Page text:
Interesting Kauai fact……BEER IS ALLOWED AT ALL PARKS AND ON THE BEACH. Sad to say, there is broken glass on Kauai’s beaches, this is a great disappointment that really mars the overall beauty. Please don’t litter.
A short walk out my back door yields a multitude of orchid varieties.
Orchids are one of the largest and most varied plants in the world, with over 25,000 species known. Most are found in the tropics. Many are epiphytes or plants growing on trees or other plants using them as a host.
Orchids come in all shapes, sizes textures and colors. So many types of orchids are growing right here in Kalaheo. They are tucked into cevices and little hiding places all over the yard. I’m collecting photos for painting reference.
They are exotic and beautiful. Part of living and travelling frugally is finding enjoyment in all of the free things to behold. Both our world and Kauai are filled with abundant everyday treasures, all we need do is open our eyes.
It’s now November 22nd, I’ve been here for one month. I’ve learned that every day is a beach day in Kauai, there hasn’t been a day since we arrived that we haven’t gone to the beach. Even when there are storms there seem to always be a few breaks to offer up some sunshine and rainbows. The place is magical.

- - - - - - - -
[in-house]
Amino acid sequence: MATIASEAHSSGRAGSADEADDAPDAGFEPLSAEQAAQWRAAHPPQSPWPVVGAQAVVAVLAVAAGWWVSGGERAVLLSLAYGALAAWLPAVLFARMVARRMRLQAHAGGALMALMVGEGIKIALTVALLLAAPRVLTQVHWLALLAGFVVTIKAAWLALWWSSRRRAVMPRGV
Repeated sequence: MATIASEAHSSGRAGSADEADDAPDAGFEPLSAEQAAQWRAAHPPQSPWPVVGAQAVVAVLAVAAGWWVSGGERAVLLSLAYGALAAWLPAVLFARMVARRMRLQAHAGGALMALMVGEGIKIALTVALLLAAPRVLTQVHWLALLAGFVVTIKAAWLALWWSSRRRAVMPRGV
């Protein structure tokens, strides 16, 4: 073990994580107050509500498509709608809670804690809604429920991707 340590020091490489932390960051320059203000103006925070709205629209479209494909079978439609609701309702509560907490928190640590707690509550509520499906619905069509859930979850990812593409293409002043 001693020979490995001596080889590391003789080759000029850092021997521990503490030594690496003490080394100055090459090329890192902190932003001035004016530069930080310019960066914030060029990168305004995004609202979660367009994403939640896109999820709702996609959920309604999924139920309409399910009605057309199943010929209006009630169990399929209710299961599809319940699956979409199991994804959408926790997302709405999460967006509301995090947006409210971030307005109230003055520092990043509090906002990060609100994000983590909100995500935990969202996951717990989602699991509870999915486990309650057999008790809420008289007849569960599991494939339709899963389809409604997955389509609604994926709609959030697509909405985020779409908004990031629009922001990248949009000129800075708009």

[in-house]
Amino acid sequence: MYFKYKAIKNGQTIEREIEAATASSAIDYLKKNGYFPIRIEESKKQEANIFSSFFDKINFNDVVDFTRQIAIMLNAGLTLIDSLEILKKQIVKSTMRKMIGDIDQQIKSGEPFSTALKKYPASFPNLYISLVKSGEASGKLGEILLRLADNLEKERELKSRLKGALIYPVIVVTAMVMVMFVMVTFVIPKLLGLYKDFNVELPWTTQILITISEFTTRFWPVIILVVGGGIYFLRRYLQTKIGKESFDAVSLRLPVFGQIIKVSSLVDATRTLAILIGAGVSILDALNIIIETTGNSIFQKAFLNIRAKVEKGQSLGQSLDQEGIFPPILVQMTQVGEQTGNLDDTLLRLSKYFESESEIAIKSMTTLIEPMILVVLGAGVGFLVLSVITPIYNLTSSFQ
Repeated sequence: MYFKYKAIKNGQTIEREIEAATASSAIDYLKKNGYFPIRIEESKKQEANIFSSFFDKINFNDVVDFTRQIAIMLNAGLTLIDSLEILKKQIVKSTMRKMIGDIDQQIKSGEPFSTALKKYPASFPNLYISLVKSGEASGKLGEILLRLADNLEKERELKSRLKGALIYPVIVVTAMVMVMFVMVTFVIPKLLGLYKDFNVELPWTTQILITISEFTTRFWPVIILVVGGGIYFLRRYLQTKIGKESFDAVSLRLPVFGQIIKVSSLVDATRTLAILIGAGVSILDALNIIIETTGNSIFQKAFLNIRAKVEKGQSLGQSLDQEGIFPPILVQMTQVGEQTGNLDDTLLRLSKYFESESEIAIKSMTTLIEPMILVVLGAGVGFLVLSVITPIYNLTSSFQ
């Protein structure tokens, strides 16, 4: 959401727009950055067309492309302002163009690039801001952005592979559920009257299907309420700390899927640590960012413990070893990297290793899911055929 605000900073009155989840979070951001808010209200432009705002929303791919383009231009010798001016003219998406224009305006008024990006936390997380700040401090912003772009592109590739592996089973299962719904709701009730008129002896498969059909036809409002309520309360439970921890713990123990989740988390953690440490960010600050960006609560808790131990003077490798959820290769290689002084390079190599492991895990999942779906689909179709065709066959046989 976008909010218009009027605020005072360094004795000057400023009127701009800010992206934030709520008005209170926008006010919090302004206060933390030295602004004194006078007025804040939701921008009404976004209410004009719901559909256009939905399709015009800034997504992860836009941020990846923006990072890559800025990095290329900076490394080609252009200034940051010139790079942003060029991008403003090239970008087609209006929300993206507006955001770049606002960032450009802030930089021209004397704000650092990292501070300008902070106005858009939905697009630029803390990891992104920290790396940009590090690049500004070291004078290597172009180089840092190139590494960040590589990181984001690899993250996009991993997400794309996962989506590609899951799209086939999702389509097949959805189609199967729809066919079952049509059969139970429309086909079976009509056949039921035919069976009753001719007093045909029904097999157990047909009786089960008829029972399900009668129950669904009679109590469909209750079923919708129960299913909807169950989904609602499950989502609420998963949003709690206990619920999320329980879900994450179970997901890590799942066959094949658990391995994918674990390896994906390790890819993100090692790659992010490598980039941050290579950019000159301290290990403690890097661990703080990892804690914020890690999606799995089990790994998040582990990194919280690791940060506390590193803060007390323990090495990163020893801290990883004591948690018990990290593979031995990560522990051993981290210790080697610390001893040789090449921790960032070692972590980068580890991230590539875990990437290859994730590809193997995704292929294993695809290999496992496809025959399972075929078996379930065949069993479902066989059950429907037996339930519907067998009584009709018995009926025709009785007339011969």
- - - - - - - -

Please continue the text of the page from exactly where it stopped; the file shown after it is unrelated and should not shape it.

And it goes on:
You sit on the beach watching the surf, then you turn your head and see rainbows over mountains. Looking out on the ocean you watch a storm track across the water, then disappear to reveal an island. This place enlivens all of the senses, the winds caress and cool, the sun warms and relaxes, the sound of crashing waves soothe. Fresh scents of citrus and tropical fruit entice and the visual is always spectacular. It really is hard to take a bad photograph here.
I’m so glad that I came here. Everything is going as planned. This month has been but a blur, thankfully I have this blog ,hundreds of photographs and a killer tan to help me remember it all.
They are magical little people like elves, pixies and leprechauns. Many large and ancient structures all over Kauai, fishponds, temples and immense water carrying systems are attributed to their skills and labor. The magical feat is these things were all built overnight. I keep looking for Menehune. It’s told that the 1820 census listed 65 self identified Menehune living in the Wainiha Valley. We enjoyed our joy ride through the mountains and valleys, taking in lovely vistas and many beautiful home sites and worked up an appetite for our next stop.
Mexican food for lunch. This place was recommended by our golf partners from just the day before. La Bamba, was also rated best Mexican food on the island for the last 8 years by the Garden Island News. Near Sears at the Kukui Grove Shopping Center in Lihue. The decor is very casual, but clean. The staff had a watchful eye for water refills. The menu was pretty standard for simple Mexican, our lunch was under $20.00 with a on the rocks margarita, no salt please. Sorry to say I probably would have been just as happy at Taco Bell, sans margarita.